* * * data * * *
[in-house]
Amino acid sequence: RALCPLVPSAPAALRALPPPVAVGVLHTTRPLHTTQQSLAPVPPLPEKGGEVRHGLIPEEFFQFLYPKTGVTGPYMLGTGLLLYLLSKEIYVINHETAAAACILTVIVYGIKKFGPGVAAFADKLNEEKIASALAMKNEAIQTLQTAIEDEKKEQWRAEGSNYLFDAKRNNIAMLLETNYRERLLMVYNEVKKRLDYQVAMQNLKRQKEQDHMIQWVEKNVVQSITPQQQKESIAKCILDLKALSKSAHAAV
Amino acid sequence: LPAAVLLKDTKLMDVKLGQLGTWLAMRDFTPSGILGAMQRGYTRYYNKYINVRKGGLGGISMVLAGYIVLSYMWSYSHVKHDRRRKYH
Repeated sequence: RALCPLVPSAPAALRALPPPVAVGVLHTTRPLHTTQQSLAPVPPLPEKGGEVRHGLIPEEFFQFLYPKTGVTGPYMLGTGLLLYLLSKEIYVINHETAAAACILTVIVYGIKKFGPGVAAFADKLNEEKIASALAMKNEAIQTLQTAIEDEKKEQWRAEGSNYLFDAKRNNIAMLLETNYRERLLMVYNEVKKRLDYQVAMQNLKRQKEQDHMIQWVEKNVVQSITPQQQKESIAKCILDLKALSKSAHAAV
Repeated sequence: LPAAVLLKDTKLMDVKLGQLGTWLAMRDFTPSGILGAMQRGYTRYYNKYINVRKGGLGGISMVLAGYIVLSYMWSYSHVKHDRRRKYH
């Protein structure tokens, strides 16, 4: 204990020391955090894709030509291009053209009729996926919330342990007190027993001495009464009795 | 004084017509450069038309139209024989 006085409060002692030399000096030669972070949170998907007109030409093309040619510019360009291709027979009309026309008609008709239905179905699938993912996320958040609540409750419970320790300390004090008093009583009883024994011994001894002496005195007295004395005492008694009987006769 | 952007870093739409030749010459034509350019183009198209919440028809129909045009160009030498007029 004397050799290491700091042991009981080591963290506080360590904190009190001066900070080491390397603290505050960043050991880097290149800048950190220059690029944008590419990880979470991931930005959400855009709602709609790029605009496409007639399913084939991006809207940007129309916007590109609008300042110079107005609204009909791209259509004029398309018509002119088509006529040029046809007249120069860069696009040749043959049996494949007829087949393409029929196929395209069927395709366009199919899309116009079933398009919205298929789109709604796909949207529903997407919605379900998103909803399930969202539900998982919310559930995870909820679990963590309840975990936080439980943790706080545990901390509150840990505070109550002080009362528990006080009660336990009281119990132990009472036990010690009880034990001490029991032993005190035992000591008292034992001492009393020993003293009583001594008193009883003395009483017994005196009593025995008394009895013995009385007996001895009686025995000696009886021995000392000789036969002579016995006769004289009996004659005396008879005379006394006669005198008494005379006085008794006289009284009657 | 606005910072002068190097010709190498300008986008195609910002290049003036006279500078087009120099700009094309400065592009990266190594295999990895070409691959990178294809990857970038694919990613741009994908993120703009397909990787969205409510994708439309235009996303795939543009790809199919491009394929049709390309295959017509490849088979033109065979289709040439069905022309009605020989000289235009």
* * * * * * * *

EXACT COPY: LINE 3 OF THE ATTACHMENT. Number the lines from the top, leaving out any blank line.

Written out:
Amino acid sequence: LPAAVLLKDTKLMDVKLGQLGTWLAMRDFTPSGILGAMQRGYTRYYNKYINVRKGGLGGISMVLAGYIVLSYMWSYSHVKHDRRRKYH